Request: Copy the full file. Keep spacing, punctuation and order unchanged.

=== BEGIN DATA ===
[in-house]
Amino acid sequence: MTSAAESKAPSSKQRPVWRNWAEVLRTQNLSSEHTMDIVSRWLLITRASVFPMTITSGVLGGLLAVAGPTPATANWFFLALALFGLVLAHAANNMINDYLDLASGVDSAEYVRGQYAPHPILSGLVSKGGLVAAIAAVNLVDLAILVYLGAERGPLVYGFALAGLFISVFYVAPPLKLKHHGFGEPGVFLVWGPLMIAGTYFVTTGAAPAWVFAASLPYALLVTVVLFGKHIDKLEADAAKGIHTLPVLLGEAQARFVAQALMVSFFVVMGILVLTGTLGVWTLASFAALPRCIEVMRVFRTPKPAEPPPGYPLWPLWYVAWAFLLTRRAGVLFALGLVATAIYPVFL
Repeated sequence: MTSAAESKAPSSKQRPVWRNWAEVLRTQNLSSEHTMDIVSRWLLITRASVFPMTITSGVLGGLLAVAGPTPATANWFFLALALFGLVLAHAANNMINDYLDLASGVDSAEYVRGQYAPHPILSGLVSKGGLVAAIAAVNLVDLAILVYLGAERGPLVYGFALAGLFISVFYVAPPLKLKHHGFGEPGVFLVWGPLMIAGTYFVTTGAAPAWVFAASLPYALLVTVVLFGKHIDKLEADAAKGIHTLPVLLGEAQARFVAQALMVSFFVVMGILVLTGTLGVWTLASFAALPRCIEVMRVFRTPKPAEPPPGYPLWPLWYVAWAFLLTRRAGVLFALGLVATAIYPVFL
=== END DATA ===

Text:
[in-house]
Amino acid sequence: MTSAAESKAPSSKQRPVWRNWAEVLRTQNLSSEHTMDIVSRWLLITRASVFPMTITSGVLGGLLAVAGPTPATANWFFLALALFGLVLAHAANNMINDYLDLASGVDSAEYVRGQYAPHPILSGLVSKGGLVAAIAAVNLVDLAILVYLGAERGPLVYGFALAGLFISVFYVAPPLKLKHHGFGEPGVFLVWGPLMIAGTYFVTTGAAPAWVFAASLPYALLVTVVLFGKHIDKLEADAAKGIHTLPVLLGEAQARFVAQALMVSFFVVMGILVLTGTLGVWTLASFAALPRCIEVMRVFRTPKPAEPPPGYPLWPLWYVAWAFLLTRRAGVLFALGLVATAIYPVFL
Repeated sequence: MTSAAESKAPSSKQRPVWRNWAEVLRTQNLSSEHTMDIVSRWLLITRASVFPMTITSGVLGGLLAVAGPTPATANWFFLALALFGLVLAHAANNMINDYLDLASGVDSAEYVRGQYAPHPILSGLVSKGGLVAAIAAVNLVDLAILVYLGAERGPLVYGFALAGLFISVFYVAPPLKLKHHGFGEPGVFLVWGPLMIAGTYFVTTGAAPAWVFAASLPYALLVTVVLFGKHIDKLEADAAKGIHTLPVLLGEAQARFVAQALMVSFFVVMGILVLTGTLGVWTLASFAALPRCIEVMRVFRTPKPAEPPPGYPLWPLWYVAWAFLLTRRAGVLFALGLVATAIYPVFL